Federal investigators tracking PCB from a leaky Montana electrical transformer have traced PCB-TAINTED animal feed and agricultural products into 19 states, Canada and Japan in what officials say is the most widespread chemical contamination incident they have ever encountered.
PCB is polychlorinated biphenyl.
Federal and state officials involved in the massive search said their laboratories are so jammed with samples waiting to be tested for PCB that they have been unable to tell farmers with suspect livestock, feed and eggs what to do.
"We've had hundreds of calls from farmers who think they may have a problem," said W. Gordon McOrmber, director of Montana's agriculture department. "We are telling them don't dispose of it, don't eat it and don't kill it, just bear with us."
In addition to tracking raw foods suspected of PCB contamination, investigators for the U.S. Food and Drug Administration have started tests on processed foods in six states to determine whether they also contain the chemical.
PCB is a suspected carcinogen that has caused skin disease and other health problems. Production of the chemical compound was banned in 1976 by the government, but PCB is still widely found in electrical transformers and industrial machinery, where it is used as a high-temperature coolant and lubricant.
The Environmental Protection Agency estimated this year that there are still about 45 million electrical transformers in use that are filled with oil containing PCB.
Investigators have identified the source of the recent food contamination as a damaged transformer in a storage shed owned by the Pierce Packing Co. of Billings, Mont. Some 200 gallons of the PCB leaked from the transformer sometime around June 20 of this year, investigators said.
According to the FDA, PCB became mixed with bone and meat meal at the Billings plant. Since June 20, the plant has shipped about 2 million pounds of the meal to feed prepared primarily for hogs and poultry.
Most of the feed manufacturers who received the tainted meat and bone meal are in Montana, federal officials said. But during the time of the leakage until the PCB investigation began, the chemical has spread widely, the officials said.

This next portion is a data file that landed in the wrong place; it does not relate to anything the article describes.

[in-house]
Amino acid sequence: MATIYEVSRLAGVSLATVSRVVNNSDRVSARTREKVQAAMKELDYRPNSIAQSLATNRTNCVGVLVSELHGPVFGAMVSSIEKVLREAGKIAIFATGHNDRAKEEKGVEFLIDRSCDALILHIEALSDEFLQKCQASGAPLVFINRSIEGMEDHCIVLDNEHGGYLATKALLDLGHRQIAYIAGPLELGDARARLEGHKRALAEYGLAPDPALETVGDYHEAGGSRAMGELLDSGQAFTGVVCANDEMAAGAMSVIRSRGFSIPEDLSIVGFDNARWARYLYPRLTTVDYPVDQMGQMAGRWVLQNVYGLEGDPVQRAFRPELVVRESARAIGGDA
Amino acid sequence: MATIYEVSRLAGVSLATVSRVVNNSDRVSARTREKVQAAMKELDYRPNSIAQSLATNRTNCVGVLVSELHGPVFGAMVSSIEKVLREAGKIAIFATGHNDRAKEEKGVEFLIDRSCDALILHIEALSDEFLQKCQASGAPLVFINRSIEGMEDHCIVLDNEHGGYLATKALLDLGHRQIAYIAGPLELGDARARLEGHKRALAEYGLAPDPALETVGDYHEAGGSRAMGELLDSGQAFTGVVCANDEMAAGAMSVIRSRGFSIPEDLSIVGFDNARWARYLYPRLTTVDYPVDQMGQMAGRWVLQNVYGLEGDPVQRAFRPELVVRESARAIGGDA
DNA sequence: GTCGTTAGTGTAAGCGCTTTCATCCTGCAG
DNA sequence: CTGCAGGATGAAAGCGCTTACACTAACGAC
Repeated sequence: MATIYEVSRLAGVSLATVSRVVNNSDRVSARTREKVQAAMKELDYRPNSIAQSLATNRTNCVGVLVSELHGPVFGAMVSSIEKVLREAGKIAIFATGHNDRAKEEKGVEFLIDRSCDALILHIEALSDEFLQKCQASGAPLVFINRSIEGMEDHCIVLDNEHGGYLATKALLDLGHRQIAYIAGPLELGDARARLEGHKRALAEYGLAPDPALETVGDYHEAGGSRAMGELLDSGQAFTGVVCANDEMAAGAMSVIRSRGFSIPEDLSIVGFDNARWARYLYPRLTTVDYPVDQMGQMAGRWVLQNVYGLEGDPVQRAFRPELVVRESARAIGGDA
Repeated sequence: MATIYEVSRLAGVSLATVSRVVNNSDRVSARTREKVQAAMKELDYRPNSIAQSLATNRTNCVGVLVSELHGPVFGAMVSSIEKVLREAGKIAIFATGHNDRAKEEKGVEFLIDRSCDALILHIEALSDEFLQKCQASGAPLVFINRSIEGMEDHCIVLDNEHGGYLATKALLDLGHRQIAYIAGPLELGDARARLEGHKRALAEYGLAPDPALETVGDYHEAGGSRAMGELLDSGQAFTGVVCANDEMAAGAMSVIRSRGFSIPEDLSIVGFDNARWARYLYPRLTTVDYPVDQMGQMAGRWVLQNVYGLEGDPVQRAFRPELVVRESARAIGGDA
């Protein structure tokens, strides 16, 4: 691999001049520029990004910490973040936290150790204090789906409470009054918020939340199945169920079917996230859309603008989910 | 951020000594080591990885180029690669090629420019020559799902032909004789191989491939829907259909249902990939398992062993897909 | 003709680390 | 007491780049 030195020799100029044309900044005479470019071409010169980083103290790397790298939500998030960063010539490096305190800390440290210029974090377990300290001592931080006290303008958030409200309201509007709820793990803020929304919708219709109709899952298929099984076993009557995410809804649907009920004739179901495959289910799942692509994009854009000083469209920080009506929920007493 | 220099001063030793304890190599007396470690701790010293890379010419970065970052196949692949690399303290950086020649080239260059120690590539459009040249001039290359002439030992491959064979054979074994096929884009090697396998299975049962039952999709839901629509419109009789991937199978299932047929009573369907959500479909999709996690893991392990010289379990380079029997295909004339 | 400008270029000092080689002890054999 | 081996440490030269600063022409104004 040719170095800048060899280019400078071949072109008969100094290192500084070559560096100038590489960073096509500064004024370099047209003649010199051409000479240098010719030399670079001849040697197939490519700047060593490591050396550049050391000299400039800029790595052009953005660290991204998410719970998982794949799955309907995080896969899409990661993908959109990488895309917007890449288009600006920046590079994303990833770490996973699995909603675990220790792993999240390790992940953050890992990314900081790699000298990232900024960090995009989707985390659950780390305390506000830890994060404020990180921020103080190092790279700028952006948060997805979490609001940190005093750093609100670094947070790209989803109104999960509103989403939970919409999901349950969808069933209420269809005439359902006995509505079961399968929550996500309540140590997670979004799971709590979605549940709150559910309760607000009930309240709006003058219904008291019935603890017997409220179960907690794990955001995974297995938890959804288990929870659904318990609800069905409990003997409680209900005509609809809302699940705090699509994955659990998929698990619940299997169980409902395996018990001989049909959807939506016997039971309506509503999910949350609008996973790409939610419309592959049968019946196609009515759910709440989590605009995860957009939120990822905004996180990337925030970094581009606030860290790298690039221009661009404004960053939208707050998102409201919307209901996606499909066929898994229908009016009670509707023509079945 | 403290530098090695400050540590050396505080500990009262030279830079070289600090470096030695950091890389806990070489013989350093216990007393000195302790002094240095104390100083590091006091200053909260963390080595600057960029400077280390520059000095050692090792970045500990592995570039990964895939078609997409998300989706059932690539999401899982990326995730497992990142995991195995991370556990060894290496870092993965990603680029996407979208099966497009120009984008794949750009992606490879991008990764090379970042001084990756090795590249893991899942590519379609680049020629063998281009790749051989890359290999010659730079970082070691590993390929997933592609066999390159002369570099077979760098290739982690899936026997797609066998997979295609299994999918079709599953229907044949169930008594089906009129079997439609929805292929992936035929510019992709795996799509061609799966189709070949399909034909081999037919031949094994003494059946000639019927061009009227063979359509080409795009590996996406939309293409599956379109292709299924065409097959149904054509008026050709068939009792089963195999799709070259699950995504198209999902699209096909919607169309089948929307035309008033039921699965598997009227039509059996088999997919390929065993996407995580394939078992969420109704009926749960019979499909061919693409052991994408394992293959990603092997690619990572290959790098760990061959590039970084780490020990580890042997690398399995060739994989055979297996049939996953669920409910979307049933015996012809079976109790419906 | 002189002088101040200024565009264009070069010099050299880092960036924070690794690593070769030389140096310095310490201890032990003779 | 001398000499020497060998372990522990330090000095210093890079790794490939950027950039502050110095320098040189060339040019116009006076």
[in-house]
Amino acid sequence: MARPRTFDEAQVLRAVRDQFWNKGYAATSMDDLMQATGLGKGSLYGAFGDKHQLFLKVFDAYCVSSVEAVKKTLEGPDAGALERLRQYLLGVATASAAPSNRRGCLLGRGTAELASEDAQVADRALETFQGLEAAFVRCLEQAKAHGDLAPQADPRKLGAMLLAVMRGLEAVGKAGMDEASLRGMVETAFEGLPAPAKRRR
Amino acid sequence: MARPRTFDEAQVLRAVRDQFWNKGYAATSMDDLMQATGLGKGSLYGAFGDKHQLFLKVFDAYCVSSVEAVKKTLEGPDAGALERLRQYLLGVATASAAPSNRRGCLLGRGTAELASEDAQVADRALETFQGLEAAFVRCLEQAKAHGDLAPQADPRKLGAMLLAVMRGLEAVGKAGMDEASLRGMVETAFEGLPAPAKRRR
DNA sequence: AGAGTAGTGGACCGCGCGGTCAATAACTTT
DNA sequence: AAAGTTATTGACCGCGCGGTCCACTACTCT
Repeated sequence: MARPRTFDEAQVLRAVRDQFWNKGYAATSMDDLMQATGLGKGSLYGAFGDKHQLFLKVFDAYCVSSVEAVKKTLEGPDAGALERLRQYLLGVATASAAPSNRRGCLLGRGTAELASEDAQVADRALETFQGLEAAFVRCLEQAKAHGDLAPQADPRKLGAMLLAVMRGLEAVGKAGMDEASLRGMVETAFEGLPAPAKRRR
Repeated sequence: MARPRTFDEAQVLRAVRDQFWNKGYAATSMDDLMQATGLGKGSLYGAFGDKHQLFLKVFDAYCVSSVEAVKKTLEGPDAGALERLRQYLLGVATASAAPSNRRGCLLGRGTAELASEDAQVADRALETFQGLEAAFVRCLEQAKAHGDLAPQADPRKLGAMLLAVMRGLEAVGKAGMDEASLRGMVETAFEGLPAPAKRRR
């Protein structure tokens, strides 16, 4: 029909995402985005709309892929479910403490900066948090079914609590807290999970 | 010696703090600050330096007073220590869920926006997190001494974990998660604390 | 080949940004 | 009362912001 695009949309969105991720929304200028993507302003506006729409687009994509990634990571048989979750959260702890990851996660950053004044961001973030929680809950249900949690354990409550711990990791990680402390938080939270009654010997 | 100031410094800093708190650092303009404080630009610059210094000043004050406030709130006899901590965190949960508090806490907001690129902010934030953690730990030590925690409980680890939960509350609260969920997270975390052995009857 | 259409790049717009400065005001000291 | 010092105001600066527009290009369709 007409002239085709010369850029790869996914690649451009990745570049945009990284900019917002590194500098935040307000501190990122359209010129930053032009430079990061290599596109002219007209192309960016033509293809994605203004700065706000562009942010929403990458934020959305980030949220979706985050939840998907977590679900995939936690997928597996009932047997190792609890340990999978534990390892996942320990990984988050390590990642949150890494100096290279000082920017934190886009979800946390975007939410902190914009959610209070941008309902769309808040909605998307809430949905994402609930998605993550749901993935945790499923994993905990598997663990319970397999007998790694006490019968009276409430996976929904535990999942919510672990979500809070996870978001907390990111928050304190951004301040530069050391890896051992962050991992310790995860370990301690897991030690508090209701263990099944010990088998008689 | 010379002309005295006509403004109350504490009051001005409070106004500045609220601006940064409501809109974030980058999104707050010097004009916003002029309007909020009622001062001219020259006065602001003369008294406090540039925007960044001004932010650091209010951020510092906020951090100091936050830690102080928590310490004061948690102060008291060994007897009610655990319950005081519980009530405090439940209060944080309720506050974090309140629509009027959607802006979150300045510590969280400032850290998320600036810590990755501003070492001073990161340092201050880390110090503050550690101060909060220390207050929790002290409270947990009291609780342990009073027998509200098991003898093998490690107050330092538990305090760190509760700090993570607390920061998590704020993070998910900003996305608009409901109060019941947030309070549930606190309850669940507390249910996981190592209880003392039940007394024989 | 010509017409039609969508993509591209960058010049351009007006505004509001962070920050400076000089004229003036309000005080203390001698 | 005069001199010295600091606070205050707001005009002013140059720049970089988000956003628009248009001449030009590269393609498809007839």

In interviews yesterday federal officials said the PCB contamination incident was a virtual case study in the multiplication effect that can occur once even a small amount of contaminant gets into a food chain.
Federal investigators have tracked the PCB to mink farms in Manitoba, chicken soup makers in Minnesota and a mayonnaise distributor in the state of Washington. Chickens contaminated with the chemical went into frozen food lockers in Ennnsylvania, New Jersey and Kansas, while eggs with PCH in them went to Utah and Idaho, investigators said. TThe U.S. Department of Agriculture and the FDA are investigating 40 to 50 western slaughterhouses which apparently received the contaminated animal feed and one shipment of nearly 10 million pounds of contaminated chicken grease that ended up scattered between Japan, Canada, Washington and Oregon.
The FDA said it notified Canadian officials last Friday about the PCB contaminated products and told the Japanese embassy this week that the PCB-TAINED chicken grease was on a freighter bound from Seattle to the Misubishi Crop. of Tokyo.
Officals said Montana has been the hardest hit by the chemical contamination. Supermarkets in the state have begun advertising that their eggs and poultry come from outside the state. Investigators said the use of feed with PCB in it has been widespread. One check showed that 700 farmers in a single community bought feed suspected of contamination with the chemical, they said.
"The whole thing is terribly complicated," said Anthony Celeste, the FDA official heading the agency's search for the chemical. Celeste said FDA has almost 100 people assigned to the search.
Federal officials are expected to spell out the full extent of the contamination they have uncovered up to now in hearings scheduled to begin today before the House Commerce subcommittee on oversight and investigations.
Rep. Bob Eckhardt (D-Tex.), chairman of the committee, said the panel will also be looking into a six-week lag that he said occurred before agriculture department officials notified the FDA about the chemical contamination.
Carol Tucker Foreman, assistant secretary of agriculture, said this week that her department's investigators had been "slovenly and unacceptable" in their handling of the PCB incident.